My husband was an active hunter when I married him, so I learned new things. I learned how to
-          safely handle and shoot a rifle, shotgun, and pistol without injuring myself.
-          hit the target I was aiming for even if it was moving.
-          know I was shooting at an animal that was legal to take at that time and in that place.
-          gut and skin a deer, though honestly, Wally always did that messy work for me
-          take care of the meat until it could be processed.
-          cook and eat what I shot.

Probably the two most important things I learned were how to
-          drive a standard gearshift truck, and
-          find my way back out of the bush we traveled.

I enjoy riding along with Wally as we explore the wild bush, letting him concentrate on keeping the truck from hitting trees or getting stuck in mud while I enjoy the autumn warmth, the beauty of wildflowers, and scout for animals. One day early in our explorations Wally mentioned that if something happened and he was hurt, I would need to know how to get back to civilization for help. He instructed me to turn around and look back the way we had come so I would recognize the way things looked. Trees and paths look different going toward them than they do when returning from them.

Know how to return to God
Since that day, I have made it a habit to look over my shoulder to see how a fork in the road or a landmark looks after I have passed it, so I can hopefully recognize the way I had traveled. As you may know from my post “Directionally Challenged” I do easily get lost. Maybe not really lost, but I often turn the wrong way from where I intend to go, so knowing how to get back to where I came from is a valuable skill.

It is easy to imagine how Moses and the children of Israel wandered for 40 years before arriving at the Promised Land. Shifting landscapes in the desert would make it difficult to recognize what direction they had already traveled, even when they did look behind. They were not supposed to look back or lust after their former life in Egypt but were to follow the cloud and fire pillars of God’s leading.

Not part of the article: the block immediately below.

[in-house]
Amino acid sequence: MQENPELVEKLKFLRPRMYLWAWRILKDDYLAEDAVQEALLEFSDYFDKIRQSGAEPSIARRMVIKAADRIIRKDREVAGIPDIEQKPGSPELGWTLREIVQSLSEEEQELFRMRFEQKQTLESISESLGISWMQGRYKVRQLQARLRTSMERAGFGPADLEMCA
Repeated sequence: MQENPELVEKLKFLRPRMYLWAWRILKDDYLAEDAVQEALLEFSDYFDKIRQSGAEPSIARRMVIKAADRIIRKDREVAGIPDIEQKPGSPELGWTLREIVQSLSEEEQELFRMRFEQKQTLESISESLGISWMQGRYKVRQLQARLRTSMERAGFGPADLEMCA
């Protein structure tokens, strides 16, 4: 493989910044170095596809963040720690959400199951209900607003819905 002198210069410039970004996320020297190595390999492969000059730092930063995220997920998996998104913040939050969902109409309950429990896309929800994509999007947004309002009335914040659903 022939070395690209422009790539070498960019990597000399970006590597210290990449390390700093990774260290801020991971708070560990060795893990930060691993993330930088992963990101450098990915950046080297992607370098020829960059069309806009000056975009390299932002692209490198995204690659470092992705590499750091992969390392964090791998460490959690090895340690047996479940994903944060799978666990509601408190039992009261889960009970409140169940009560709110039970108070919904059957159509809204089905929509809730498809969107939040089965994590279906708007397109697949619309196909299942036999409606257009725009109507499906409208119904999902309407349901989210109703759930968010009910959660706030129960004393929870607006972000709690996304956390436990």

So, are we, as Christians today, supposed to look back or not?

David writes in Psalms 143:10 “May your gracious Spirit lead me forward on a firm footing.” The apostle Paul in Philippians 3:13-14 wrote “…forgetting the past and looking forward to what lies ahead… I press on to reach the end…” The events of the destruction of Sodom and Gomorrah, recounted in Genesis 19, are a warning to not look back, as when Lot’s wife looked back, she was turned into a pillar of salt.

Yet many times in Scripture stones were also piled or an altar built so when others came by or the builders looked back, they could see where God had worked in their lives. Looking back gave faith to continue, knowing God was in control. Looking back to see how far we’ve come helps us not be discouraged when we see we still have a long way to go.

In the parable of the Prodigal Son told by Jesus in Luke 15, the younger son finally realizes he has wandered so far away he is worse off than when he was at home. He makes his way back to his father. There are times we may realize we have wandered far off the path on which God was leading us. Looking back to the last time we were walking with God can help us see where and maybe when we turned in the wrong direction or off the path, so we can return to our Saviour’s side.
Adventures are not easy